Due to COVID-19, many families are finding themselves faced with the possibility of eviction or foreclosure. These things can be frightening as an adult, so it is especially scary for kids who might not even be exactly sure what these words mean – which is why you should talk openly about these issues with your children. These are struggles many people with and without children face, the best thing you can do is talk openly about it with your kids. Here’s how:


Be honest

It’s important to be honest when speaking with children about sensitive topics like eviction and foreclosure. Don’t hide anything from them, and be sure you answer all of the questions they might have. Of course, you do not have to tell them everything, but giving them some information will allow them to better navigate the situation and is better than leaving them in the dark. 


Include them

Another way to extend your conversations with your kids about these topics is by keeping them updated and included in the process. Now, you don’t have to take your child with you to meet with a lawyer, however, it’s important that they know what could be coming next. Try to explain what steps you might be taking soon and how it could affect them. This will allow them to feel more at ease, as they’ll know what to expect, while also teaching them life skills that could come in handy in the future.


Provide reassurance

While this can be a difficult time, it’s important that as an adult, you try to have a handle on your own emotions during conversations with your child surrounding these topics. Kids will be scared and anxious, so you should be someone they can turn to with their questions and uncertainties. Be strong for them by acting as you normally would, providing them with the reassurance that although their housing situation might change, you will not. 


Consider its impact on them

Above all, be cognizant of the individual changes your child might have to go through, and the significant impact it can have on their lives. It could be more than just moving homes, but potentially moving school districts and leaving a neighborhood of friends and familiar faces. It’s common for us to view kids as resilient, which they are, but we shouldn’t discount the profound impact change can have on their lives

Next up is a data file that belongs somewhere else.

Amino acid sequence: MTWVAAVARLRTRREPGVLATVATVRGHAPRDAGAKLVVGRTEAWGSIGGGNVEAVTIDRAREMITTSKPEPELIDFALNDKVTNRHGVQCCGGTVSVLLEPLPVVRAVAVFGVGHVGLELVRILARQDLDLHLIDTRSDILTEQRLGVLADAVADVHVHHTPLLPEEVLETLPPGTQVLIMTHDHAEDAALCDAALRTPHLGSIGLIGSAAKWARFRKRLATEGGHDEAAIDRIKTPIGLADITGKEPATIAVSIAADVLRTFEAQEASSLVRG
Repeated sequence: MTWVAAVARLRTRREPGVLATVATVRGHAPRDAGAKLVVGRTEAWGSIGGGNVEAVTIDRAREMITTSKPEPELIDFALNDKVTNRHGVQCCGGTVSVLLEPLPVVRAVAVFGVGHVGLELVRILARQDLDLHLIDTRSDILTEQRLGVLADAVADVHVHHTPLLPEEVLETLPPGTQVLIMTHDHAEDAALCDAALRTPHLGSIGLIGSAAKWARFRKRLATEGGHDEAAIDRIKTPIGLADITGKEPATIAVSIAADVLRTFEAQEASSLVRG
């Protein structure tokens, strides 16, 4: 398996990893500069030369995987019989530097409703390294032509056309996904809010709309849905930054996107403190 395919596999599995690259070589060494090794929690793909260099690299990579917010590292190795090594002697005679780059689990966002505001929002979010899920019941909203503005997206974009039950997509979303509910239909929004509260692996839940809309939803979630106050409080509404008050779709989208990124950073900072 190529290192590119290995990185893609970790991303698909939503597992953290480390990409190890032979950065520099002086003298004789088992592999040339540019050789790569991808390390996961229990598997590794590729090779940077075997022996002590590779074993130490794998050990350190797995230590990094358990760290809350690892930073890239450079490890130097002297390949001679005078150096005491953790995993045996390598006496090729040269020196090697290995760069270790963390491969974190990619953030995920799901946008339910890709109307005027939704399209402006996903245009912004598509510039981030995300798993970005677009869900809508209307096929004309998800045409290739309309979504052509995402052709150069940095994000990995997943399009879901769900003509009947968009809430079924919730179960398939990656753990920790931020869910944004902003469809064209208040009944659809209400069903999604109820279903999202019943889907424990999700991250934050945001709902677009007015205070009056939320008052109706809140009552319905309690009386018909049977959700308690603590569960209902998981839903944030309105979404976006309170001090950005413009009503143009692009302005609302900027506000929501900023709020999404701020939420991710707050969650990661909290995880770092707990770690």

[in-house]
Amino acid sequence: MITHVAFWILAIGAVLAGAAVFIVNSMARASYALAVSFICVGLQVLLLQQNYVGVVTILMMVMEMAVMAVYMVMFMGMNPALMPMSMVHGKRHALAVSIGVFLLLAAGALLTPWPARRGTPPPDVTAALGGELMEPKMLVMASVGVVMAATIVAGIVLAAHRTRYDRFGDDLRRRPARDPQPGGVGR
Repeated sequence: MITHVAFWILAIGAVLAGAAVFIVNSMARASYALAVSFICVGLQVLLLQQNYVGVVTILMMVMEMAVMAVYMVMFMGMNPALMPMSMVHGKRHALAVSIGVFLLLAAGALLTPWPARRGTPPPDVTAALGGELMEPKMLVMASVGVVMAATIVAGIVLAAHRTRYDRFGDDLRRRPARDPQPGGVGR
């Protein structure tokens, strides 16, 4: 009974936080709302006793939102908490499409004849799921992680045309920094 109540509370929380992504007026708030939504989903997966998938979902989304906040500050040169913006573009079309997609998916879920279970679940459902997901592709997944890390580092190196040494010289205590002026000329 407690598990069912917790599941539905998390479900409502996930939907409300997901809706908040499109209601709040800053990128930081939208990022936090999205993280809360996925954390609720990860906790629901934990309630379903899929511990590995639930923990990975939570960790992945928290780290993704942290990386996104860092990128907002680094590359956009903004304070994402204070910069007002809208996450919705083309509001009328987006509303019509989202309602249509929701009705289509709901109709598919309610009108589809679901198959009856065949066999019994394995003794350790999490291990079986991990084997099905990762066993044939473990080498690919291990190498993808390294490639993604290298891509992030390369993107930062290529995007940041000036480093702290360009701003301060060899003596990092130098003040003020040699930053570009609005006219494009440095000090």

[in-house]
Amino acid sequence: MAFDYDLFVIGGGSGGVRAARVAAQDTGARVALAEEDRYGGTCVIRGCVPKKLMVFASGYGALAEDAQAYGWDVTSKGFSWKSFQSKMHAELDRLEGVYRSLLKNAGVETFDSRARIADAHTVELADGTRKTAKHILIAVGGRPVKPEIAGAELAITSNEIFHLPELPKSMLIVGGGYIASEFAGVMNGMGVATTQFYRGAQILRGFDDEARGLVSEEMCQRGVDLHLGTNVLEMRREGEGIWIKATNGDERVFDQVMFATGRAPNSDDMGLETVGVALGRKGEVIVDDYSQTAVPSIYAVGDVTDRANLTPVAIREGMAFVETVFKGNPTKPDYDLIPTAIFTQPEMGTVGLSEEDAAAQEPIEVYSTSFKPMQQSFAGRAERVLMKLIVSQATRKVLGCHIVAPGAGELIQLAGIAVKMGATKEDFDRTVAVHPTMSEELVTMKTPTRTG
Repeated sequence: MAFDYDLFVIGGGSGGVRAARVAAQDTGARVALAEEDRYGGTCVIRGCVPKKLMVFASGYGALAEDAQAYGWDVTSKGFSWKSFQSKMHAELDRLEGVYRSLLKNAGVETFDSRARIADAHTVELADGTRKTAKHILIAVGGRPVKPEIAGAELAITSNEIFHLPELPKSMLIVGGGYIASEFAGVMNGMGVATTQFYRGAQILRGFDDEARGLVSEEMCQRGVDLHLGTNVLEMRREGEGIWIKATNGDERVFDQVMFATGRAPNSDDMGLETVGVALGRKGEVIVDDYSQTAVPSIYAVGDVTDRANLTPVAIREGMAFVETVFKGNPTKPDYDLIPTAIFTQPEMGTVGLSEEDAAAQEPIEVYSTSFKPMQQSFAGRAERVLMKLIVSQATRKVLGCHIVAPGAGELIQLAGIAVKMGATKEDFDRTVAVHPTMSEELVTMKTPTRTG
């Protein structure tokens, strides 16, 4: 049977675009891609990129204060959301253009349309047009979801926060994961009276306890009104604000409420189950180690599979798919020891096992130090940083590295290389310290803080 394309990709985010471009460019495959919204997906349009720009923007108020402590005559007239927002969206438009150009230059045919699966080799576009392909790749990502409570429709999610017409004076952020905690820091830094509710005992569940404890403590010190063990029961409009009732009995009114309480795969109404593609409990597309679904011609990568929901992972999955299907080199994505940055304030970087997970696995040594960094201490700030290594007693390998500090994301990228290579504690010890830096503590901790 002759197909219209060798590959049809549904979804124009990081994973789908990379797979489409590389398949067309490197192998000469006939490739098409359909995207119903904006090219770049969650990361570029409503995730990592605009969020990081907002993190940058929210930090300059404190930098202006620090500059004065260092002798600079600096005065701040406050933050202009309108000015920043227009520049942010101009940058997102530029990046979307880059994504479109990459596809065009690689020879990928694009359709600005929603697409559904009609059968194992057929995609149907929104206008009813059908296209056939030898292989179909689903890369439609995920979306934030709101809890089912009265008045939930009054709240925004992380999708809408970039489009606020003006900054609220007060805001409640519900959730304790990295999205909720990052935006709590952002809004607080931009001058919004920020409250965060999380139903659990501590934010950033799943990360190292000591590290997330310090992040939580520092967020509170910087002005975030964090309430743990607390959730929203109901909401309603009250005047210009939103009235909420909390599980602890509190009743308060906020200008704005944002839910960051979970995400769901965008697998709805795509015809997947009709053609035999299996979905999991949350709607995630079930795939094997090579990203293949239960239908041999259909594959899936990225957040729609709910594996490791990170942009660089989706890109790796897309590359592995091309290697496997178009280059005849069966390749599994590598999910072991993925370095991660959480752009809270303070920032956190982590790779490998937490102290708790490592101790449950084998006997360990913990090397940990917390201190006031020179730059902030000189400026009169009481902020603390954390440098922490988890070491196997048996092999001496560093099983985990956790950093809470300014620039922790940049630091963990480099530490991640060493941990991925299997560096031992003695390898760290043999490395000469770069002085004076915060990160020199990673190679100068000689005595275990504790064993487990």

It’s important that you remember that these things, although they might feel like it, are NOT the end of the road, and finding yourself with an eviction notice or with your home in danger of foreclosure, has nothing to do with what kind of parent you are, and how much you love your family. Homeownership is still possible, regardless of any setback. Call United Housing today, and we can help you get back on your feet.

Our city is facing an eviction crisis – and you or a loved one might be trying to navigate the process. While local agencies, nonprofits, attorneys and community activists are working to keep people in their homes, it is likely that hundreds, if not thousands, of families will lose their homes over the next few months. 


The eviction process can be disheartening, traumatic and confusing. To have the roof over your head taken away from you can lead you down a trail of negative thoughts. But there is still hope – even if you’ve been evicted there are organizations like United Housing that want you to get back on your feet and guide you toward homeownership. 


Is homeownership realistic if I’ve been evicted?

Yes. There is no situation where a person cannot start working toward homeownership. Some individuals work toward this goal more quickly than others, but the team at United Housing will support you for as long as it takes to get you into your new home. We can help you build your credit, which might be affected by your eviction if your late payments were turned over to a corrections agency. Then, we’ll help you build a budget so you can save for the home buying expenses. We’ll educate you on the homebuying process and connect you with reputable loan officers. There is a path toward homeownership for everyone. 


Why homeownership?

Owning your home creates a more stable environment, one where you’re in control. Homeowners don’t have to answer to landlords or leasing agents, and many feel empowered because they own the place where they live. In Memphis, many of our clients find that the mortgage they pay on a home they own is less than they paid in rent, making budgeting easier for many families while simultaneously providing more space and independence. Homeownership is also an investment in yourself. Every mortgage payment you make is an investment in the future profit you make when you go to sell your home.


What does this process look like? 

It starts with asking for help. Our team of trained professionals are here to help assess your situation and provide support. From connecting you with immediate housing support, to creating a credit improvement plan and helping you apply for loans you need, our HUD Housing Counselors and loan officers are here to support. What are you waiting for? Call UHI today at 901-272-1122. 

Aging in place means exactly what it sounds like – growing old in your home. You might have heard older friends or family members express interest in this idea, stating that they’d like to live out their days in the comfort of their home. Why is it that some people set this goal for themselves, and why is it important?